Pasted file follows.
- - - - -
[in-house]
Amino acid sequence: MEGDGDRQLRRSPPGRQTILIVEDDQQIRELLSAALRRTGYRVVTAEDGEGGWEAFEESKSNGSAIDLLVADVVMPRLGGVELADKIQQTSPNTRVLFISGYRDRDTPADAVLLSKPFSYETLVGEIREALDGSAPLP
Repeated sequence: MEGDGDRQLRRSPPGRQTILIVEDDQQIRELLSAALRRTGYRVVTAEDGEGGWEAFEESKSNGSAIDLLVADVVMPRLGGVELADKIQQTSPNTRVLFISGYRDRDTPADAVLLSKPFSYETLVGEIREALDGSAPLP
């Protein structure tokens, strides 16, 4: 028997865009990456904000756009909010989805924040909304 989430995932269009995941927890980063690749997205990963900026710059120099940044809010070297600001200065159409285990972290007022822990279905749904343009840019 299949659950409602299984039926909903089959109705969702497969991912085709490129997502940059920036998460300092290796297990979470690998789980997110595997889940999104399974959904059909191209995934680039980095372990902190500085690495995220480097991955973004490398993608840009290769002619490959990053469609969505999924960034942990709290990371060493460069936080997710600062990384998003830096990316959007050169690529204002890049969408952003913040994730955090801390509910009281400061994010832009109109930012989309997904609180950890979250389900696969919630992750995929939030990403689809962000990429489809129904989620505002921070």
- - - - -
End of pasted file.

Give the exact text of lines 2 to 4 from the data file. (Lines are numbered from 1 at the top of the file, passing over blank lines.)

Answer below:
Amino acid sequence: MEGDGDRQLRRSPPGRQTILIVEDDQQIRELLSAALRRTGYRVVTAEDGEGGWEAFEESKSNGSAIDLLVADVVMPRLGGVELADKIQQTSPNTRVLFISGYRDRDTPADAVLLSKPFSYETLVGEIREALDGSAPLP
Repeated sequence: MEGDGDRQLRRSPPGRQTILIVEDDQQIRELLSAALRRTGYRVVTAEDGEGGWEAFEESKSNGSAIDLLVADVVMPRLGGVELADKIQQTSPNTRVLFISGYRDRDTPADAVLLSKPFSYETLVGEIREALDGSAPLP
């Protein structure tokens, strides 16, 4: 028997865009990456904000756009909010989805924040909304 989430995932269009995941927890980063690749997205990963900026710059120099940044809010070297600001200065159409285990972290007022822990279905749904343009840019 299949659950409602299984039926909903089959109705969702497969991912085709490129997502940059920036998460300092290796297990979470690998789980997110595997889940999104399974959904059909191209995934680039980095372990902190500085690495995220480097991955973004490398993608840009290769002619490959990053469609969505999924960034942990709290990371060493460069936080997710600062990384998003830096990316959007050169690529204002890049969408952003913040994730955090801390509910009281400061994010832009109109930012989309997904609180950890979250389900696969919630992750995929939030990403689809962000990429489809129904989620505002921070």